UBC Theses and Dissertations
The effects of culture contact on the Tsimshian system of land tenure during the nineteenth century Darling, John Davidson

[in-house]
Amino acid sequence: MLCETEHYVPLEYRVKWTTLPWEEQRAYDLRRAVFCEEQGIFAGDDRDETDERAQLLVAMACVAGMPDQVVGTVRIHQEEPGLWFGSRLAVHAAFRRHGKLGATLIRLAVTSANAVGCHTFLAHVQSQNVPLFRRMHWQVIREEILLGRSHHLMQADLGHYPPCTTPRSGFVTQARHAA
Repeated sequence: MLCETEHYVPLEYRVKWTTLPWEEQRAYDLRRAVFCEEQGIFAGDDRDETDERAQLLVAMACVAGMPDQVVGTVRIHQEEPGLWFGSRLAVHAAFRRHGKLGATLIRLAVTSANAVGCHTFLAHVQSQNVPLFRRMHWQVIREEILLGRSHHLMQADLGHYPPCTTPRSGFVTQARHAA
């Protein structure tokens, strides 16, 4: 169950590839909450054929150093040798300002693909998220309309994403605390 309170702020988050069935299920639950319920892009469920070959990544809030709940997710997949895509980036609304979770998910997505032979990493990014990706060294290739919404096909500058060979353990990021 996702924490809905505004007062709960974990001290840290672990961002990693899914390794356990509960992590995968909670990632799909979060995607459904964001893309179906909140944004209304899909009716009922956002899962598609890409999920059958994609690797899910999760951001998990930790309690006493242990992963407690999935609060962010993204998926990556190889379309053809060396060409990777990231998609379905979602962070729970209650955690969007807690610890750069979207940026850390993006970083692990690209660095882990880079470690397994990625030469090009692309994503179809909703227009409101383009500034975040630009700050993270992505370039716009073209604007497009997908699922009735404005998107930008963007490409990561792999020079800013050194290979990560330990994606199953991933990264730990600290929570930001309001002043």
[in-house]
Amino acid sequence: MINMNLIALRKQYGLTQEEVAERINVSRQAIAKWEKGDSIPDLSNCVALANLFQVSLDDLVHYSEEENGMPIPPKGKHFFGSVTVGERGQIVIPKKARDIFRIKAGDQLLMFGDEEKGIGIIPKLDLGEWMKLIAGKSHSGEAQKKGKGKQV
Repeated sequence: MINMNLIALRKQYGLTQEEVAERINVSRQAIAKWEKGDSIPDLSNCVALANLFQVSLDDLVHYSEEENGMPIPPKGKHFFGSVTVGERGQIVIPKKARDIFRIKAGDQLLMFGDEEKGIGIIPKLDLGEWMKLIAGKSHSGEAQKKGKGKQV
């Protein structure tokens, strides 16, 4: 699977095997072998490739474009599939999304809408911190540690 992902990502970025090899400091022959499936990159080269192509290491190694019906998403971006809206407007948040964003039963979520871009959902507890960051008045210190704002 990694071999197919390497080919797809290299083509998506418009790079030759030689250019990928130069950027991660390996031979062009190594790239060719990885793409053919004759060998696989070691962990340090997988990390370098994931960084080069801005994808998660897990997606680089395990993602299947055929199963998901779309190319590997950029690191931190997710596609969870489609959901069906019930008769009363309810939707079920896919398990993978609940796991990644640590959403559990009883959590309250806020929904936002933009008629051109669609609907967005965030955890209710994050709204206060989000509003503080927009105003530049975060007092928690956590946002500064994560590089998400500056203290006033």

To understand the system under which land rights are held in any pre—literate society, one must refer to the cultural background since primitive tenure is usually tied in with other aspects of culture. Thus, because a person may hold rights in land according to his social, political and economic status, it is necessary to obtain a clear picture of the social, political, and economic structure, Because a person may obtain or lose his rights according to a change in status, one must be familiar with the rules of succession and inheritance, marriage customs and lineage ties. Public ceremony and tribal mythology are often instruments for the validation of claims, while the means of guaranteeing rights in land are related to the system of social control. Moreover, the reasons for desiring land can only be fully explained by referring to cultural values. It follows that because of this relationship between land tenure and the rest of culture, a system of tenure will be affected by change occurring in cultural aspects with which it is linked. For instance, when a person holds rights in land by virtue of his membership in tribe and family, a breakdown of these groups will tend to invaliaate his claims. Again, when a shift in the political structure leads to new concentrations of authority, different means of controlling land may arise. A changing economy may free people from dependence upon the old social group and thus lead to the individualization of title. When ceremonialism plays an important part in the validation of land rights, its submergence tends to cause confusion of claims. In studying the effects of culture contact upon the Tsimshian system of land tenure during the nineteenth century) the writer began by examining the traditional system of tenure and its relationship to other aspects of culture. The place of the social, political and economic structure in the land tenure scheme was determined, as was the part played by ceremonialism, mythology and the system of social control. The nature of culture contact and its influence upon these aspects of culture was then reviewed. Finally, the writer attempted to determine to what extent the system of tenure was itself affected.
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